Students Do Additional Tests Before State and International Science Fair Competitions in UMass Boston Lab
Boston Latin Academy juniors Shandira Soto and Camila Muneton had the day off of school for Good Friday, but instead of sleeping in, they came to a different school, UMass Boston, to get their science fair project ready for state and international competition. For the past month, Soto and Muneton have been working with Raúl Orduña Picón, a third year Chemistry PhD student, who, after working as a high school teacher in Mexico City, is studying chemistry education in Professor of Chemistry Hannah Sevian’s lab.
During this, their third visit, the teen scientists were doing a test to determine the heat capacity of a mystery substance they found in their chemistry classroom at BLA.
“They will boil the water, and once the water is boiling they will put the metal inside, and they will wait until this metal is of the same temperature as the water, in this case 100 degrees Celsius,” Orduña Picón explained before the test. “Once they move the metal that is inside the boiling water to a thermic cup of water at room temperature, they will notice a difference between the room temperature and the temperature of the water once it’s in contact with the hot metal. They will know the mass, they will know the temperature, and there will be a known variable, in this case, the heat capacity.”
When Soto and Muneton first found the thin, silver foil-like substance in a drawer in their classroom, they thought it was aluminum, but it had a different thickness. Their quest for answers turned into a science fair project at their school. After coming in second place, they won one of the first prizes at the Massachusetts Region VI science fair. It was there that they met Sevian, one of the judges, who offered the use of her lab if they ended up winning. The two teens won one of the first prizes and May trips to the Massachusetts Science Fair at MIT and the International Science Fair in Pittsburgh. They contacted Sevian the next day.
“She mentioned electrochemical cells, which we had never heard of, and it was a really good test that could help find out what this metal was, and she said we could use her lab because we didn’t have the materials in our school,” Muneton said. “She introduced us to Raúl, and it was awesome. We have an expert – someone who does this for a living. It’s amazing.”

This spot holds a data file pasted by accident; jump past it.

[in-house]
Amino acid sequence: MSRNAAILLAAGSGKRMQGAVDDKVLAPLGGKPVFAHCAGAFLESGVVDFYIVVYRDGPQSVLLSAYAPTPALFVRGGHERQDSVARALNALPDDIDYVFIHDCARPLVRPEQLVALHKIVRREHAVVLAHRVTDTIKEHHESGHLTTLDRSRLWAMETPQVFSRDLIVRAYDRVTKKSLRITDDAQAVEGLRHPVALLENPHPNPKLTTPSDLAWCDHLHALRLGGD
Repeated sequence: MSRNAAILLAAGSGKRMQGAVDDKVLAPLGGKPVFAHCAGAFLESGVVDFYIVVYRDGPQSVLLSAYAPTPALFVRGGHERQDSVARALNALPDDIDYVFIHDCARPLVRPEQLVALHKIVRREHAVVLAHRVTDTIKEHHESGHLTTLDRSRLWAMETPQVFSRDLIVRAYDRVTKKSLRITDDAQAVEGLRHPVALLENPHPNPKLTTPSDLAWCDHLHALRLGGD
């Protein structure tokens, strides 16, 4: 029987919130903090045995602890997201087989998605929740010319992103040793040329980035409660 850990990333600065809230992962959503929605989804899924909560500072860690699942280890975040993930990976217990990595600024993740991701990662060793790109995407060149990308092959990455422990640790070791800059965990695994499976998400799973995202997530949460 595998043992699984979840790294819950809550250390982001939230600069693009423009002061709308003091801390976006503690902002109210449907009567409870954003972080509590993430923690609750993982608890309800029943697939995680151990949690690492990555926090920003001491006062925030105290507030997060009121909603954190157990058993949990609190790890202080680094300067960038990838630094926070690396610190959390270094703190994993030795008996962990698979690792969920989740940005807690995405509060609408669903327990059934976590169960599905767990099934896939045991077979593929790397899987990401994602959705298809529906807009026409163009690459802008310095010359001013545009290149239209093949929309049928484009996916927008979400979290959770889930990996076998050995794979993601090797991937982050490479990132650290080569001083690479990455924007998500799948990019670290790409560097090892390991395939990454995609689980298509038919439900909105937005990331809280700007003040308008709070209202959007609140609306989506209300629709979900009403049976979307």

Soto says they’re anxious to compete at the state and international level, now that they’ve had time to work with Orduña Picón and plan, research, and prepare additional tests.
“We presented saying it was tin, or an alloy with tin and aluminum, but we weren’t that sure. So that’s why we came in here, and we started planning what more tests we could do to be sure what it is,” Soto said.
“We started with talking about their master plan – what they want to do, what kind of experiments they are planning to carry out, as well as what kind of resources they expect,” Orduña Picón said.
The relationship the scientists have built with one another is beneficial to all parties on multiple levels.
“Here in the Science Department, we have enjoyed the pleasure of partnering with UMass Boston for many years and in many ways,” said Pam Pelletier, the director of K-12 science and technology/engineering for Boston Public Schools. “Collaborating with graduate students in the lab offers our BPS students a relevant experience that promotes college, career, and life readiness. The relationships they build with UMass Boston staff may also have transformative and lasting impact on these young women as they build their own science identity.”
Soto and Muneton aren’t sure if they’ll go on to study science in college, but they know one thing for sure – this is a partnership they aren’t soon to forget.
About UMass Boston
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